عنوان مقاله [English]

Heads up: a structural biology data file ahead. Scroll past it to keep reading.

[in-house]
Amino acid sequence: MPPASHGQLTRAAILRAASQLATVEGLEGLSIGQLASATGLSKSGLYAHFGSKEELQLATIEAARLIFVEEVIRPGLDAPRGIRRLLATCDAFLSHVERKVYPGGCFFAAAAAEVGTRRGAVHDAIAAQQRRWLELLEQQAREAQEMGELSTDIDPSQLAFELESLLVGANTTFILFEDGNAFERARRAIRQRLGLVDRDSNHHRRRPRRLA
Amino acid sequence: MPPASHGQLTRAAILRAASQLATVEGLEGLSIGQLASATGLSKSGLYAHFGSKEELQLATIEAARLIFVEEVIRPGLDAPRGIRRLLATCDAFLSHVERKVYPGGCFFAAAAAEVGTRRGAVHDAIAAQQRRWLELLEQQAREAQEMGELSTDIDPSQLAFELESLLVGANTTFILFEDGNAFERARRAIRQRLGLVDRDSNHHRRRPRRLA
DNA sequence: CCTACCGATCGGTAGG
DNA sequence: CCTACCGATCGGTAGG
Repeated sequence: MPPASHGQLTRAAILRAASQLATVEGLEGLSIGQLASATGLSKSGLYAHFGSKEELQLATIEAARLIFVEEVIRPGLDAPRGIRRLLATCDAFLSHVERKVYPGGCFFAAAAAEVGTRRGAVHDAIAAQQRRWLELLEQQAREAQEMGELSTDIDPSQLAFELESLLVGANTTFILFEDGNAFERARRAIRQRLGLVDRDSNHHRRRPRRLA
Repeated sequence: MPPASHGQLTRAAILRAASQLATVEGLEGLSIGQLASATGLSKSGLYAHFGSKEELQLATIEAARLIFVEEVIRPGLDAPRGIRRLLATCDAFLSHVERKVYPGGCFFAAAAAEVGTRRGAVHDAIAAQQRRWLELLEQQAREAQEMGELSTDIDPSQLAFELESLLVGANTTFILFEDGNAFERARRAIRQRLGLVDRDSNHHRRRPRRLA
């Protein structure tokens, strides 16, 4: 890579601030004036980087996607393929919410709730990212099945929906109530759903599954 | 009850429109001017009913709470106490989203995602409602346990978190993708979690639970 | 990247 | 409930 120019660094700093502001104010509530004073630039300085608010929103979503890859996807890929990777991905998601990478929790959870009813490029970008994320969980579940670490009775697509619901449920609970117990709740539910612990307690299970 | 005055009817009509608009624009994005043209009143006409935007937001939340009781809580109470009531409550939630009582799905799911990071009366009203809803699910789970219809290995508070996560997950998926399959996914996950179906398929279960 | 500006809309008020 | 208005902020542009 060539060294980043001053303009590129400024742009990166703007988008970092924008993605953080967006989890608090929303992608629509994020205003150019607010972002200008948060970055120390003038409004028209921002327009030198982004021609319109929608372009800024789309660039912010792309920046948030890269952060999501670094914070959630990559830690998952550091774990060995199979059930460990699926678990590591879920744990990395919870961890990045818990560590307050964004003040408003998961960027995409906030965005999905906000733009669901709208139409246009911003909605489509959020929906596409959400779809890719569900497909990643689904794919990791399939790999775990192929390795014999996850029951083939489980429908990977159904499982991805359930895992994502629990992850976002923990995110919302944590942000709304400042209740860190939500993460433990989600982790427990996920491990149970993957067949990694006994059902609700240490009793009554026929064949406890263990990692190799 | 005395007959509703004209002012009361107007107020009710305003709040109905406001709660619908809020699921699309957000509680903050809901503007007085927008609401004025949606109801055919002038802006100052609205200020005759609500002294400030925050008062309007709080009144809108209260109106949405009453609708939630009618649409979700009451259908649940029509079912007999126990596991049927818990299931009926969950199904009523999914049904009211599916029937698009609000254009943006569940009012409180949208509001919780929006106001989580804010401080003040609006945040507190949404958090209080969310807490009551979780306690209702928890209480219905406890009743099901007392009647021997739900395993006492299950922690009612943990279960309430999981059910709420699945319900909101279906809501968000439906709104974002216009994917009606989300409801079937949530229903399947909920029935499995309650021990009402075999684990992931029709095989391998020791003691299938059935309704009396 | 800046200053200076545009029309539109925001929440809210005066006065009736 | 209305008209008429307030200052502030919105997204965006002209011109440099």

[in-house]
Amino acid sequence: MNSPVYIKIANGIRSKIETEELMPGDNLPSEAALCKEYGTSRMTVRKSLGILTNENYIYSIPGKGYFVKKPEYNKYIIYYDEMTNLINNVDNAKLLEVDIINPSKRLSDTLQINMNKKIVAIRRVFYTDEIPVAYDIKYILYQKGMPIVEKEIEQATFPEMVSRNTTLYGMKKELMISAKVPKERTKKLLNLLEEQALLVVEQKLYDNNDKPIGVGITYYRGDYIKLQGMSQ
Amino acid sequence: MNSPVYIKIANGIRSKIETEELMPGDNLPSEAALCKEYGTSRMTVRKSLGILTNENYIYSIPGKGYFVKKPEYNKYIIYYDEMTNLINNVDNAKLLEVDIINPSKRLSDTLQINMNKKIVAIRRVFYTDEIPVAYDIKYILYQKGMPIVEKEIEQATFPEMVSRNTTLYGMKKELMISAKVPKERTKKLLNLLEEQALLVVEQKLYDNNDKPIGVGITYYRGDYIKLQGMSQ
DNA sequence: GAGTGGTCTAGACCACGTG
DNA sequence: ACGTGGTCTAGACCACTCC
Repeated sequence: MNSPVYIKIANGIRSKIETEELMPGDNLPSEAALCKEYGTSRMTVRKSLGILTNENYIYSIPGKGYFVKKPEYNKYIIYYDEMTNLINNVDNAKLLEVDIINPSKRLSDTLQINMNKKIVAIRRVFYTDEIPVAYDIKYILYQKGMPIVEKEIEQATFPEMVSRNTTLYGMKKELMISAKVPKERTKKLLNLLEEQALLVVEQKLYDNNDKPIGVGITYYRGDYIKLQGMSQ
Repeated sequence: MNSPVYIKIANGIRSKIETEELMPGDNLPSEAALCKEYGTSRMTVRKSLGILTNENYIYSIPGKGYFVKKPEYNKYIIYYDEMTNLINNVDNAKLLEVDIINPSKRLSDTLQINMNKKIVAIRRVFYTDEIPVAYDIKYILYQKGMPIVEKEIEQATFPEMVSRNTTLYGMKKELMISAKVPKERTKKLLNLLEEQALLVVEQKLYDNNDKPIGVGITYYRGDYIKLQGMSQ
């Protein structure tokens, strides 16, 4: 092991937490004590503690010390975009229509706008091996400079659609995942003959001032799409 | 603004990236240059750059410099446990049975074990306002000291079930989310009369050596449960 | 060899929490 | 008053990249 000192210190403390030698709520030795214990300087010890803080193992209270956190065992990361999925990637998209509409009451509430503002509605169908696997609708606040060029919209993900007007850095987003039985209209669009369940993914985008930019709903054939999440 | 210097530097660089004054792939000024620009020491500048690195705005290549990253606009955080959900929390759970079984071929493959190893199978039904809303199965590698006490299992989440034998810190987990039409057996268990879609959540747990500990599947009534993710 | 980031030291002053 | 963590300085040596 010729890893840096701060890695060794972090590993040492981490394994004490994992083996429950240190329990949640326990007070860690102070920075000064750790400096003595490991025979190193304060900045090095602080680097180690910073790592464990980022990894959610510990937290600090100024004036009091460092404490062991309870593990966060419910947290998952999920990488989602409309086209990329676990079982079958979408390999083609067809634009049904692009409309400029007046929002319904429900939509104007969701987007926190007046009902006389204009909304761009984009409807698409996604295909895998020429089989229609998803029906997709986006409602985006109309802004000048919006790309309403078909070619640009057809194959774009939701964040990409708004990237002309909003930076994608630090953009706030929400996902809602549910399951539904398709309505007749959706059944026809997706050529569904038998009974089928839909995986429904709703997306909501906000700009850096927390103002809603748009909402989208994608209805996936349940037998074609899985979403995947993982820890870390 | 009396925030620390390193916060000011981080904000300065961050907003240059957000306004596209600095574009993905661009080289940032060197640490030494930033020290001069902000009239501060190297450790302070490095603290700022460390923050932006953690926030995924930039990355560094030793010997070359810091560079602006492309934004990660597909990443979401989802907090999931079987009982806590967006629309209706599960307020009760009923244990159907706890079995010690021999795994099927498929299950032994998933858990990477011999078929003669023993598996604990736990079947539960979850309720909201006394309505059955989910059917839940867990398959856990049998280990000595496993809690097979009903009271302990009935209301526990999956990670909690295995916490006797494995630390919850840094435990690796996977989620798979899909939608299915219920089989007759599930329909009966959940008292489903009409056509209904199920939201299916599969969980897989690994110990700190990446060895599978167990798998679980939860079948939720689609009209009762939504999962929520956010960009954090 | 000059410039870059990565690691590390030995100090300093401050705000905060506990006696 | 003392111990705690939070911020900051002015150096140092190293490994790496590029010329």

Joseph Campbell's "monomyth" or its adaptation in Vogler's book The Writer's Journey is a common known framework of a hero's journey among all contemporary writers and screenwriters, and there are a great number of works which are written based on this structure and can be argued that the writer had, instinctively and unbeknownst to himself, followed this model. The purpose of this essay is to analyze and pinpoint the deficiencies and shortcomings of Campbell's monomyth in regard to the female heroin and her journey, explaining that according to female psychologists and feminist theorists how this structure ignores women and their quests for wholeness and growth, to introduce and study different theories regarding the "Heroin's Journey" and explore Clarissa Pincola Estes' "La Selva Subterránea: Initiation in the Underground Forest" theory in order to analyze Hayao Miyazaki's Howl's Moving Castle (2004) according to Estes' structure and insight. Following the comparison of Joseph Campbell's monomyth and Estes' wild woman archetype, this essay strives to answer questions about these theories superficial and semantic differences, the diversity between their distinct approaches in defining the world and women's role and position in these worlds. As this essay is a descriptive-analytical essay, it argues that Howl's Moving Castle heroine journey follows Estes' "La Selva Subterránea Initiation in the Underground Forest" theory. The heroine of the story, Sophie, goes through all the stages which consists of the bargain without knowing, the dismemberment, the wandering, finding love in the underworld, the harrowing of the soul, the realm of the wild woman, and the wild bride and bridegroom. These stages are depicted in her transition from a dull and depressed girl with no desire to a wild woman who acknowledges her power and beauty, breaks her own and her friends’ curse, rescues the king and finally finds her true love. Miyazaki with his unique storytelling had moved beyond Estes' King's journey in her "La Selva Subterránea: Initiation in the Underground Forest" theory and changes the path of Howl or King of the underworld in Estes' theory. It is discussed that in his change of narrative during the adaptation process, from Dianna Wynne Jones novel to his animation script, Miyazaki has combined Estes' king's Journey with Joseph Campbell's monomyth and thus has enriched and deepened Howl's Journey. Miyazaki's Howl goes through the three main stages of the monomyth (the departure or separation, the initiation and the return), and with Sophie as the one who calls him to adventure, the one who is his mentor, ally, goddess, they put an end to an aimless war and find true love. Additionally, Howl returns with the elixir, and becomes the wild bridegroom, which is connected to Sophie’s journey. He is a groom that has followed his love and after enduring so much hardships and escaping from the clutches of the natural predator of the psyche has become a man worthy of his wild bride. Thus Miyazaki, creates a new narrative structure and tells a story which is more complicated than his western counterparts, with more powerful and deeper characters that transform and evolve in a different and more beautiful way.